Grifols Receives FDA Approval for Xembify
Grifols’ product portfolio just got a little larger with U.S. Food and Drug Administration approval of Xembify, a treatment for immune deficiency.
The medicine, a 20% immunoglobulin solution for subcutaneous -- or beneath the skin -- injection, treats Primary Humoral Immunodeficiency (PI) in patients 2 years old and older.
PI comprises more than 350 rare and chronic disorders caused by a compromised immune system that lacks the defenses to fight off infections. While the exact prevalence of the disease is unknown, estimates are that about one child out of every 2,000 is diagnosed with some form of PI.
Grifols plans to launch Xembify in the United States in the fourth quarter of this year. The company also is laying the groundwork to sell the product in Canada, Europe and other global markets.
“This (U.S.) approval reinforces Grifols’ longstanding commitment to patients and healthcare professionals by expanding our product portfolio to better serve individuals with primary immunodeficiencies,” said Joel Abelson, president of the company’s commercial bioscience division. “We are pleased to offer patients living with this challenging chronic disease another important treatment option.”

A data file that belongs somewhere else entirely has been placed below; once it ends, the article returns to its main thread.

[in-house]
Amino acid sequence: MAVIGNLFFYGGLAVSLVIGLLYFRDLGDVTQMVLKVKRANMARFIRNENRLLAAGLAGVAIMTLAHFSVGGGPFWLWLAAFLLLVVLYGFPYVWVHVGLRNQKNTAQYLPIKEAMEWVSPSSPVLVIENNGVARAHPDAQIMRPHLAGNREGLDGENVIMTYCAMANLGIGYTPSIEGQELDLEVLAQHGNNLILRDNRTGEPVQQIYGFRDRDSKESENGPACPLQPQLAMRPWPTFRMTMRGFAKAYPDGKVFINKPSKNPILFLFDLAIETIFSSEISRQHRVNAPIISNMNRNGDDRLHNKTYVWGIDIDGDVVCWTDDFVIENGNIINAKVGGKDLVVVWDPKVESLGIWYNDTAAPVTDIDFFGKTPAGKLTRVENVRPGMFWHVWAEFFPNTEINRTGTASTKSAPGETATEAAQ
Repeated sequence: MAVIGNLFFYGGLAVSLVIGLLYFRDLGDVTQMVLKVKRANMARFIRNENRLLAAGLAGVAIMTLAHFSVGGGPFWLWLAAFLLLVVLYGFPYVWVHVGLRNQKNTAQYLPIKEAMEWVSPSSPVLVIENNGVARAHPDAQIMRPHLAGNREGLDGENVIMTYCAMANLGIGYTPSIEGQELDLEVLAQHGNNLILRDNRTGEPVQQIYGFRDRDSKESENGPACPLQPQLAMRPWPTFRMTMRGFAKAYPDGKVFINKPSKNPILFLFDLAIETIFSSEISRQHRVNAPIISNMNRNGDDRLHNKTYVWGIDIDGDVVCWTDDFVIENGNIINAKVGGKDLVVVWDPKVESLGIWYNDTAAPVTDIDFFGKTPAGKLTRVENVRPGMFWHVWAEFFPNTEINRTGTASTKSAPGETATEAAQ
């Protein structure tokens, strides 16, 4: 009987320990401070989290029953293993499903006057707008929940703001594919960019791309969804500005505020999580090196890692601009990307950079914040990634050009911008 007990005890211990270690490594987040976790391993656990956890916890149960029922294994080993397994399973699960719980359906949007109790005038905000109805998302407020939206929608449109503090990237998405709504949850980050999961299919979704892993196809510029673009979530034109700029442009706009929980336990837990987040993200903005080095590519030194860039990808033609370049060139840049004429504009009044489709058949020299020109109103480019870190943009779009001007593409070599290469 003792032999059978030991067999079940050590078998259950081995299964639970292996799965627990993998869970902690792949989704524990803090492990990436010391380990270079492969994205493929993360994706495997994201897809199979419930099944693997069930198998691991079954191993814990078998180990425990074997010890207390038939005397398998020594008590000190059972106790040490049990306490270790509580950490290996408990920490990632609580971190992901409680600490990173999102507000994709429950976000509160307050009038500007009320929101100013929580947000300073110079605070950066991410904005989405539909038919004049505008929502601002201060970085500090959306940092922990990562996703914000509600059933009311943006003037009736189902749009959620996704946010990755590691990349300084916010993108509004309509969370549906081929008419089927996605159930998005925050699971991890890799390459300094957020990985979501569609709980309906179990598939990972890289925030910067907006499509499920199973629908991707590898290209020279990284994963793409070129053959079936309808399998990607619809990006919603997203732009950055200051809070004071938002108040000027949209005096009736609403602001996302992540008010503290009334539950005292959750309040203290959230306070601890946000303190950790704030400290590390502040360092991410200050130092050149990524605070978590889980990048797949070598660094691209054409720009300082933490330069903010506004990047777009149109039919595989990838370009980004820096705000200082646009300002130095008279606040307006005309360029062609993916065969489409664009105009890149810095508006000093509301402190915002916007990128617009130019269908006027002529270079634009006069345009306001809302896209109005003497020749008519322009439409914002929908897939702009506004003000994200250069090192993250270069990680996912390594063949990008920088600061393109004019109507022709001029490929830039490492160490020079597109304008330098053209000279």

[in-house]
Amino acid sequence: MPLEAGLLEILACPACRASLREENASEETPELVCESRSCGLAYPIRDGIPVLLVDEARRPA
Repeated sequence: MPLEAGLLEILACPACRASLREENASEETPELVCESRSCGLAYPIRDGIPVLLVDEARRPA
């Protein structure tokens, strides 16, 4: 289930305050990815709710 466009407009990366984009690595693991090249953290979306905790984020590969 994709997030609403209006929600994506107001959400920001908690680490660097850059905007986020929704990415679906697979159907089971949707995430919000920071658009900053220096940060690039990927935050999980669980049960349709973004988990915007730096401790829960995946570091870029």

Grifols -- a leading global producer of plasma-derived medicines that is headquartered in Spain -- has a major presence in Clayton. The company currently is investing close to $200 million at its manufacturing site there to build the world’s first purification, sterile filling and flexible packaging facility to produce immunoglobulin and factor VIII products. Immunoglobulin is a therapy for various autoimmune, infectious and other diseases. Factor VIII -- a blood protein involved in clotting -- treats the bleeding disorder hemophilia A.
The new facility, scheduled to open in 2022, will support the site’s $400 million plasma-fractionation plant that began operations in 2014. Grifols has invested close to $1 billion in its North Carolina operations since coming to the state in 2011. The company has announced plans to invest close to $2 billion globally between 2018 and 2022 to meet the growing demand for plasma-derived medicines.
The FDA’s favorable decision on Xembify follows close on the heels of its 2018 approvals of Grifols’ GamaSTAN -- an intramuscular immunoglobulin that provides immediate protection against hepatitis A and measles -- and HyperRAb, an anti-rabies treatment. The company is a leader in manufacturing immunoglobulin products for patients in the U.S., with more than a 30 per cent share of the market.